Colour therapy uses colour in a variety of ways to promote health and healing. It is a system of healing that dates back to ancient Egypt, when colour was used to treat a variety of illnesses. Although Sir Isaac Newton, in the late 17th century, identified that light is composed of a mixture of colours, real interest in the healing properties of light did not re-emerge until 1878, when Dr Edwin D. Babbit published Principles of Light and Colour.
Further research on the effects of colour on disease was carried out by Dr Sinsha P. Ghadiali (1873–1966), who developed a system of coloured filters that could be used for healing. In 1947, a Russian researcher, S. V. Krakov, conducted experiments on the ways in which colour affects the nervous system.
Krakov identified, for example, that red light stimulates the adrenal glands, raising the blood pressure and pulse rate, whereas blue or white light have a calming effect. Many recent studies have shown that full spectrum light is necessary for well-being, and it is often used to treat SAD (Seasonal Affective Disorder) and other forms of depression.
According to ayurveda (the Indian therapy which is, probably, the oldest system of healing in the world) the body has seven energy centres, which are called chakras. Although the chakras cannot be seen, they have a very important role to play in our health and well-being.
Each chakra is linked to physical organs within the body as well as mental and emotional states. In addition, each chakra is linked to one of the colours of the visible spectrum. For example, the chakra at the top of the head is linked to the colour violet; the brow chakra is linked to indigo, the throat chakra is linked to blue, the heart chakra is linked to green, the solar plexus chakra is linked to yellow, the lower abdomen chakra is linked to orange and the chakra sited at the base of the spine is linked to red.
Colour practitioners take the view that a blocked or ailing chakra will result in the manifestation of a physical, mental or emotional imbalance or illness. The aim of colour therapy is to cleanse, open, balance and strengthen these seven energy centres and the physical organs to which each chakra is linked.
A consultation with a colour therapist will begin with the therapist taking notes about the client’s medical history, current medication (if any) and colour preferences. Depending on the nature of the problem, the client may be asked to remove their outer clothing and wear a robe. This is so that the therapist can use the appropriate colours directly on the client’s exposed skin. Some therapists shine beams of filtered light onto the area of the body being treated, some use flashing coloured lights and some therapists prefer to lay coloured silk or oils onto the appropriate areas of the client’s body.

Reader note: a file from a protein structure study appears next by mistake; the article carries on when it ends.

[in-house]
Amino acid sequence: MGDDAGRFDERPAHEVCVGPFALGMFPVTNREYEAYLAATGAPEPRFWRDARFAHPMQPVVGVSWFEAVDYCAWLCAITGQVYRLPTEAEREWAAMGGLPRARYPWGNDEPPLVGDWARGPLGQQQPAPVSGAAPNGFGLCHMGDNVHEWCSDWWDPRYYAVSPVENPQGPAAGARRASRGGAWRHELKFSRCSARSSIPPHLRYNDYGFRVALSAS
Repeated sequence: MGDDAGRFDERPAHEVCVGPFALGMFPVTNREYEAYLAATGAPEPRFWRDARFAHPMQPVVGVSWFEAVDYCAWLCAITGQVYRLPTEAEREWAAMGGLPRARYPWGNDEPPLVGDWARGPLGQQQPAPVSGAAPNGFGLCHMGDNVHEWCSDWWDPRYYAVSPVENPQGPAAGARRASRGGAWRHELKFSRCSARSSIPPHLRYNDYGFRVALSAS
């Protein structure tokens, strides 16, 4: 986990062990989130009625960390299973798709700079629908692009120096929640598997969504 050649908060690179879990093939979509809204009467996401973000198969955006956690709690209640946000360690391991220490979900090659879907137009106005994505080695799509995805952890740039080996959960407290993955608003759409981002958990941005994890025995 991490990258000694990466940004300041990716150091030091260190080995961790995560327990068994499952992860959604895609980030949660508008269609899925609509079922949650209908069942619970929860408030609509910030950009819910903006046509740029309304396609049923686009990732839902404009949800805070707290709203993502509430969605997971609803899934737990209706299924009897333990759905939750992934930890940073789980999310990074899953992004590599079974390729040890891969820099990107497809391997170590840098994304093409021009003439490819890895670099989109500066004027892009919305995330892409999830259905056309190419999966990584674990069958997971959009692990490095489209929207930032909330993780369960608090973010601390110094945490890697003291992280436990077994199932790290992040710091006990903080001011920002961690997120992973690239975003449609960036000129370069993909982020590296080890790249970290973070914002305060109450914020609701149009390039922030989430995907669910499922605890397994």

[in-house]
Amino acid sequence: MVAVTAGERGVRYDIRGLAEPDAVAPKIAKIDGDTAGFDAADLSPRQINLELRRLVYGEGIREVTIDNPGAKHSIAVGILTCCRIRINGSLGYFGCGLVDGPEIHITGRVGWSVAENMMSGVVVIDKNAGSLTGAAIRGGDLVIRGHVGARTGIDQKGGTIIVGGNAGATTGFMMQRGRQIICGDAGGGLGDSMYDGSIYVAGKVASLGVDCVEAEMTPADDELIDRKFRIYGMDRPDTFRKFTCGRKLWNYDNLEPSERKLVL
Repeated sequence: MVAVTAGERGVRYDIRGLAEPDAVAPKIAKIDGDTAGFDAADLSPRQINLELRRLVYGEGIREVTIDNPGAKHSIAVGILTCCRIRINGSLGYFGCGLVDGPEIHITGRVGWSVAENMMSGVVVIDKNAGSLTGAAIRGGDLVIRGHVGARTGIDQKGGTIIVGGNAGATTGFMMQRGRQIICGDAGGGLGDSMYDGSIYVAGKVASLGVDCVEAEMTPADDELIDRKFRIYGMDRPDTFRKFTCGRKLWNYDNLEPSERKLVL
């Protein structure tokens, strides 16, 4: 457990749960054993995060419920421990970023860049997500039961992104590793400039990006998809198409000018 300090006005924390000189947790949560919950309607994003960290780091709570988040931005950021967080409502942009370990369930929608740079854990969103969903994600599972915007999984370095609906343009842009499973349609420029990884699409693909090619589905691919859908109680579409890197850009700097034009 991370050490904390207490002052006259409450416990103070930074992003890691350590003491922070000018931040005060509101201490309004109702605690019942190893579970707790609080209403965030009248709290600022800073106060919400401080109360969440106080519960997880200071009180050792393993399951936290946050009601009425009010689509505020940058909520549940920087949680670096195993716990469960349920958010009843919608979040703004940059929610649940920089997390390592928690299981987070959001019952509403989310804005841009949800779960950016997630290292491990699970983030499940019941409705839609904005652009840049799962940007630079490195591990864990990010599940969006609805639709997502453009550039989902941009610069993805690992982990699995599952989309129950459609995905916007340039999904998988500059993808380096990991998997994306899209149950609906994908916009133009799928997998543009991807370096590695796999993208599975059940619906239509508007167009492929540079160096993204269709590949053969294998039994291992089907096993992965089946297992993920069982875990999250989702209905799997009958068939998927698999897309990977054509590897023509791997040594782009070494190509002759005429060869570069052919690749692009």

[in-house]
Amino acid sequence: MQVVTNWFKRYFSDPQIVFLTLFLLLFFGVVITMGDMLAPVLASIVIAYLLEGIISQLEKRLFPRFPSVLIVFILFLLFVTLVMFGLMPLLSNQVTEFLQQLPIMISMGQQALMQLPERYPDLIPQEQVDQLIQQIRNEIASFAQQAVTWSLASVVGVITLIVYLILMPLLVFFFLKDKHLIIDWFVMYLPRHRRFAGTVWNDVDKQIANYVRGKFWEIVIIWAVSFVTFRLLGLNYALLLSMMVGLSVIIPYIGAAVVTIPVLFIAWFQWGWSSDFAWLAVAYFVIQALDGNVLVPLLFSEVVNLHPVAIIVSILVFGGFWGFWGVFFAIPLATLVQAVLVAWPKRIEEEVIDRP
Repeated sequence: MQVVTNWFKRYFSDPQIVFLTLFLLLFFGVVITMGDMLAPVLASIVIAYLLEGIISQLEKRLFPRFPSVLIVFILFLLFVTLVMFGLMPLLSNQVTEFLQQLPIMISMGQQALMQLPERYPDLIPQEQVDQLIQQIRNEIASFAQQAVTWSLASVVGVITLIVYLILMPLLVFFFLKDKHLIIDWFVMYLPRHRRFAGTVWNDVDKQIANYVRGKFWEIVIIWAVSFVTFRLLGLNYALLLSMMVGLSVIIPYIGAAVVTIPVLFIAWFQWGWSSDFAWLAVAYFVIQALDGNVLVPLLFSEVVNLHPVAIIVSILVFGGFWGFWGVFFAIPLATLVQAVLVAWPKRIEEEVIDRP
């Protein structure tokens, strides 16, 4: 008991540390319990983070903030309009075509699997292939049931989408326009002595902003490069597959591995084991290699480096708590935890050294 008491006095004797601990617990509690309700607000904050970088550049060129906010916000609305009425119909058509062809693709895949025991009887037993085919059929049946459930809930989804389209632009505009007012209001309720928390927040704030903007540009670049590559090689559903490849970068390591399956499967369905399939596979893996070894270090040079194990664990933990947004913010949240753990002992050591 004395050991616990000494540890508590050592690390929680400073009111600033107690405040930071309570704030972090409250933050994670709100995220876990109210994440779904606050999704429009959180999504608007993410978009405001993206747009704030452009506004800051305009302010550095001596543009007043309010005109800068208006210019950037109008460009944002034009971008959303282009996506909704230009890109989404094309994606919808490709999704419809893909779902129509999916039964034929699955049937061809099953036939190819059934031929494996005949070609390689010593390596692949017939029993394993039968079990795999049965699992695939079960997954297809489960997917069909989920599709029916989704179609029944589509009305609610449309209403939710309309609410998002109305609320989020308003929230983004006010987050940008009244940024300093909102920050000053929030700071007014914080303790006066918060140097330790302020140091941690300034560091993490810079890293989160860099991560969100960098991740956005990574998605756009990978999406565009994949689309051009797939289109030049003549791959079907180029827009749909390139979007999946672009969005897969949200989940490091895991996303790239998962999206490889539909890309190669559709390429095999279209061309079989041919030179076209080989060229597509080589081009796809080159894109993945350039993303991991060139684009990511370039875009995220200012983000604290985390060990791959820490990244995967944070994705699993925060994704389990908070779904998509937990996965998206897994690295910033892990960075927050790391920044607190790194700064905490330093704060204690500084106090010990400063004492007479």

In addition the therapist may suggest that, after the consultation, the client wears particular colours of clothing, eats foods of certain colours or even simply carries a certain coloured scarf with them at all times. A single consultation will take around an hour, and further sessions may be necessary.
Colour therapy is used to treat a range of illnesses including depression, stress, behavioural problems, high blood pressure, insomnia, chronic fatigue, digestive disorders, headaches, neck and back pain.
Clients report that the experience of having a colour therapy consultation is very relaxing and enjoyable and promotes feelings of well-being and increased vitality.
Because colour therapy is very gentle, it’s suitable for everyone including children and the elderly. If you have epilepsy and are affected by flashing lights, be sure to mention this to the therapist before the treatment starts so that an alternative method of applying colour can be used.
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